Nanostructured tin oxide films were deposited on Si(1 0 0) substrates at room temperature using the PLAD method.
Depositions were achieved by using a XeCl* laser, with a fluence of 10 J/cm2 to ablate a SnO2 target either in vacuum or in an
atmosphere containing a relatively low partial pressure (10 2 to 100 Pa) of O2. A range of spectroscopic diffraction and real
space imaging techniques, SEM, EDS, XRD, and XPS were used in order to characterize the surface morphology, structure, and
composition of films. XPS results indicate that the film deposited in vacuum comprises a mixture of Sn, SnO and SnO2. In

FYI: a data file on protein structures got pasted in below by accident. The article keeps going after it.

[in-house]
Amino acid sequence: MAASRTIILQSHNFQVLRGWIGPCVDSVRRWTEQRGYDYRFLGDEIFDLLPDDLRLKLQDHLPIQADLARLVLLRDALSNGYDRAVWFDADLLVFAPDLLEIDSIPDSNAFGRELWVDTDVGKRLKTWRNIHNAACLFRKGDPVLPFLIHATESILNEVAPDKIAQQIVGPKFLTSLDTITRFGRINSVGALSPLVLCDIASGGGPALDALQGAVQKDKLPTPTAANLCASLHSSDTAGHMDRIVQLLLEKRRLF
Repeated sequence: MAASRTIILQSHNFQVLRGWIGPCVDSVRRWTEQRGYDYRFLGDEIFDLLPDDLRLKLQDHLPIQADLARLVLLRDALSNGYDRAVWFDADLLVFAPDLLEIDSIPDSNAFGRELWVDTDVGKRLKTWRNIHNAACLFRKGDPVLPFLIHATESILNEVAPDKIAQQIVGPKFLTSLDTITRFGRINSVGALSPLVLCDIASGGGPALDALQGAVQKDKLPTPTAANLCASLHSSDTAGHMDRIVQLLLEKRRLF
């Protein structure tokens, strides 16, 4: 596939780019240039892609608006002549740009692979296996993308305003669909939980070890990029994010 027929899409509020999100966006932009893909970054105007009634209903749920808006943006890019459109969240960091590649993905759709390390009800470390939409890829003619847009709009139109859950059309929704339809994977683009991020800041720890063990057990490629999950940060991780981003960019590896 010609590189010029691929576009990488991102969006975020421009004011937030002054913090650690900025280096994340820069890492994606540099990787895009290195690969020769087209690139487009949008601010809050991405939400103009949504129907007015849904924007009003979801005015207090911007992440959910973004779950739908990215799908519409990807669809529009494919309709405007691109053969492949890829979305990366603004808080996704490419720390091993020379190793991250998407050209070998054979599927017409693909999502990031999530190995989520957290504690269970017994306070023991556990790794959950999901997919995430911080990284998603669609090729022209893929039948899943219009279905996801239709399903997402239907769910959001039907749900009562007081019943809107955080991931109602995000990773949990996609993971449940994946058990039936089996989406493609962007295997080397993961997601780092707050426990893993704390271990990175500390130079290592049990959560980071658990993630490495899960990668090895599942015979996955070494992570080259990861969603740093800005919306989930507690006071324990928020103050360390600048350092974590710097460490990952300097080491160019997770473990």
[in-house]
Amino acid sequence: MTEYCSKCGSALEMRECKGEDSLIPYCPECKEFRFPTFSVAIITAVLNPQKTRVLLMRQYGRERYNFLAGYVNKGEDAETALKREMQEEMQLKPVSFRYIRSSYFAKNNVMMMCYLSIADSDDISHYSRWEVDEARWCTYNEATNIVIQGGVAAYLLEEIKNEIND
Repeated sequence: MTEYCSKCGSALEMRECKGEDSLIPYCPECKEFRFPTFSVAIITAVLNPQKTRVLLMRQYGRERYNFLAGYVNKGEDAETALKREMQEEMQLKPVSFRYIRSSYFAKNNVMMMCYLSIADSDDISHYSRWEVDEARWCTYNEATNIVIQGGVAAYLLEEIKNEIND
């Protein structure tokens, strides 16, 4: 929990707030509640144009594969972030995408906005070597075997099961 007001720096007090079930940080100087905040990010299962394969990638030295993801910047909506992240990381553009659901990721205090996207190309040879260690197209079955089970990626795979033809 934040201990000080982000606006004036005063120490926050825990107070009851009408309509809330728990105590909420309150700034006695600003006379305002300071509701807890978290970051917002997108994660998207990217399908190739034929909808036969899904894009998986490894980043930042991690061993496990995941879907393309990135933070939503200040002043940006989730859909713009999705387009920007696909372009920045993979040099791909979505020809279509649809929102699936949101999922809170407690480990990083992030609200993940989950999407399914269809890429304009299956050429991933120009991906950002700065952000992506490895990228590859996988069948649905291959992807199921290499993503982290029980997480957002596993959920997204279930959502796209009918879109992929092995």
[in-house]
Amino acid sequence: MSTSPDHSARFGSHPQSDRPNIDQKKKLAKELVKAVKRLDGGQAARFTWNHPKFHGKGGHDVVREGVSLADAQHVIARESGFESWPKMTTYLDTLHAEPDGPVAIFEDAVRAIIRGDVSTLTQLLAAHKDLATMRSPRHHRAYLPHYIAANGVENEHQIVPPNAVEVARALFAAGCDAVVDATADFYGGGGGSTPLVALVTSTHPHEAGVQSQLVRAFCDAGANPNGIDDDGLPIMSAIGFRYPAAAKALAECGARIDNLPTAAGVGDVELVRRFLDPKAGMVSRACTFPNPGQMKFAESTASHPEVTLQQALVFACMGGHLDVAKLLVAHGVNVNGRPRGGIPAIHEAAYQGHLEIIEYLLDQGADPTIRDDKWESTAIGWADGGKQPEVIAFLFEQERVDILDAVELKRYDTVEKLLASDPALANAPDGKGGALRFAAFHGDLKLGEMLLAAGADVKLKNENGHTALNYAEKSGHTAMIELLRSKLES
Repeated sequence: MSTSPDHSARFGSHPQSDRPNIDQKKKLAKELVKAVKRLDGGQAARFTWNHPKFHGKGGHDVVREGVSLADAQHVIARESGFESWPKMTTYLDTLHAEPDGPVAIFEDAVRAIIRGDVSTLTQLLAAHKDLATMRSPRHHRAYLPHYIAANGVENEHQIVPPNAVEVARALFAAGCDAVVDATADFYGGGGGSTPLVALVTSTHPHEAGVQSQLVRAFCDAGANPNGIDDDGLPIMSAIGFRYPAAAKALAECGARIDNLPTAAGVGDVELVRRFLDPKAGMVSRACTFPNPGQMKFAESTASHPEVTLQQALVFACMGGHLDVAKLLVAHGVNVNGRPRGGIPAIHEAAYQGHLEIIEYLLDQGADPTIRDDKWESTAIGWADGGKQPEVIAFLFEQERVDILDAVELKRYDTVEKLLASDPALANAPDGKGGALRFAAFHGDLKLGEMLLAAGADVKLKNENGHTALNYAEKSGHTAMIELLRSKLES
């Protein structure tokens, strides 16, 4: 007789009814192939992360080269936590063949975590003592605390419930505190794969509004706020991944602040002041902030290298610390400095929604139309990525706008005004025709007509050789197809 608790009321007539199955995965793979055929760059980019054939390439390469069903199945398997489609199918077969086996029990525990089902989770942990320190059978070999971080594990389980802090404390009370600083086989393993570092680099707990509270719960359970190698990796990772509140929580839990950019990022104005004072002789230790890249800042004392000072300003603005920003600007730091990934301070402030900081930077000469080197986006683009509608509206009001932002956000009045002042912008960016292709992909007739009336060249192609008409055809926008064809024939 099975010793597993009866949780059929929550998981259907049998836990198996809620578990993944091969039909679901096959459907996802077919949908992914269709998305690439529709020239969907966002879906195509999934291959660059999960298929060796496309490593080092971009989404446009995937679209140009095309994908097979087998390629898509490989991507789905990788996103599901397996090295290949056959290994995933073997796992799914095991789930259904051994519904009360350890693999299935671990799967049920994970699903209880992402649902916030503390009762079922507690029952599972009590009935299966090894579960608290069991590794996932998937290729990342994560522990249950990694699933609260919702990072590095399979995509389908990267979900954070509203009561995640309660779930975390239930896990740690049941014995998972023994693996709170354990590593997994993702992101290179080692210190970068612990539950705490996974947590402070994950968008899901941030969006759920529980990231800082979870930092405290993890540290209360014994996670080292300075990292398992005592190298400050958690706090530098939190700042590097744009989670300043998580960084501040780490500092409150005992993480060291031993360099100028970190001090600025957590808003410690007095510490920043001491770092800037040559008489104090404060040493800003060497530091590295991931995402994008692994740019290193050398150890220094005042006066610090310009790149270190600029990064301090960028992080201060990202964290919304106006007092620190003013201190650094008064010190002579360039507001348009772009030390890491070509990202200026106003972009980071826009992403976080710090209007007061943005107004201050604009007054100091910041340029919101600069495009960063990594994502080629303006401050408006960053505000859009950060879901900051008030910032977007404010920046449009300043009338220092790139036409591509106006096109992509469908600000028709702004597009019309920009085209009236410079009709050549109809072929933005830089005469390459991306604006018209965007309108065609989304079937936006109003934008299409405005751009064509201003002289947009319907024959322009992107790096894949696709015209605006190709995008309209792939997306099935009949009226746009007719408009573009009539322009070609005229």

contrast, films deposited in oxygen comprise only SnO and SnO2. This indicates that the deposition of tin oxide films in
relatively low partial pressures of O2 prevents the accumulation of unreacted tin metal within the resulting film. SEM studies
reveal a sub-micron grain size structure, while XRD analyses indicate that the samples are crystalline, with no evidence for the
presence of amorphous material.
In this paper we discuss the significance and implications of these findings in terms of the optimization of tin oxide films for
use in gas sensing devices and other technological applications.
SEM , PLAD , XRD , XPS , Oxide films